The article title on Charity Navigator’s blog is bold enough: “The Death of Conventional Fundraising.” Well, I’m on record saying that any article proclaiming the Death of X is going to be overblown. But let’s see: maybe they have some compelling evidence.
When you read the post, however, not only does it not make a compelling case that I’ve been wasting the last dozen or so years of my life with conventional fundraising, but it actually reads like an ad for personal video emails. They are mentioned in every paragraph but the first (which is the only one that makes a passing attempt at eulogizing conventional fundraising) and one provider (who I will not name here lest we give them additional press) is mentioned by name.
Very weird stuff on Charity Navigator’s blog. Who wrote this piece?
When you get to the end, you find the whole thing was written by the Head of Growth of a company that provides personal video emails. And, lo and behold, that company was the one mentioned by name! What a coincidence!
It is technically legal for a nonprofit to promote a product like this, but because it’s really pure advertising, the company should get no tax benefit for their “sponsorship” and the nonprofit needs to report it as unrelated business income and pay tax on it, as it’s non-germane to their charitable mission. Most nonprofits, however, won’t touch it because once you can be bought in this way by an unrelated product, the only other questions are “how much” and “what else is for sale.”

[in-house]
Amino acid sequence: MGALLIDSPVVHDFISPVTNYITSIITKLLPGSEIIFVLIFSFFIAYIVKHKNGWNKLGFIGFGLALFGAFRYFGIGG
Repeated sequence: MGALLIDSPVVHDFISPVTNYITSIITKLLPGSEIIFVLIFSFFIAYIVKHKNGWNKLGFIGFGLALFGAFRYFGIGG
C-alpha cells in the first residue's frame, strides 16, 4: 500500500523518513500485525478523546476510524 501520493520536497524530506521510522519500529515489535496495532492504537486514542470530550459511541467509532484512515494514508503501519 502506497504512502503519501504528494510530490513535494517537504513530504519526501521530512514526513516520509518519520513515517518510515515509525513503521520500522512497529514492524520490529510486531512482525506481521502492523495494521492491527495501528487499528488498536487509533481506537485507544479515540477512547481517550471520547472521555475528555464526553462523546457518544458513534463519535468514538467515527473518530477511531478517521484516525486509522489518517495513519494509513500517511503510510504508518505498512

We’ve seen this type of branded placement around the web. And in my book, I advocate for nonprofits to seek these types of placements — if companies are going to sell you their audiences who believe in your issue, buy them and make them your own.
But there are some ethical practices when you engage in branded content on other people’s platforms, just as there would be if you started accepting such placements:
Transparency: If you want to keep your reputation, or want the organization with whom you are doing placement to keep theirs, you want to state up-front that it is advertiser content or sponsored content. In addition to this being the upright honest thing to do, it’s also the law: the FTC has mandated this type of disclosure.
This transparency should extend to the byline. This is one thing Charity Navigator did well—they did disclose that the person selling something was in fact the person selling something. (They also put some puffy language about how the author had vast experience working with non-profits, so still no full marks.)
Content fit: The ideal sponsored content will be distinguishable from the rest of the publication only by that transparency label, so well should it match the rest of the publication. If you were accepting sponsored content, you would want it to be of equal or greater value to your constituents as your usual content. You should strive toward the same standard when placing content in other publications. This isn’t and shouldn’t be a one-off relationship but an opportunity to work together over the long term; don’t kill it by creating bad or bad fitting content.
Content marketing, not selling. Fitting the publication standards for most will mean thought leadership, awareness, education, and increasing brand perception. That makes creating content of value. When you are done, you should be able to tell why this merited content and not a banner ad asking for a donation.
Most of this should be common sense. You are a guest in someone else’s platform: announce your presence, wipe your feet before entering, and have a reason to be there. But alas, it would appear not all common sense is common.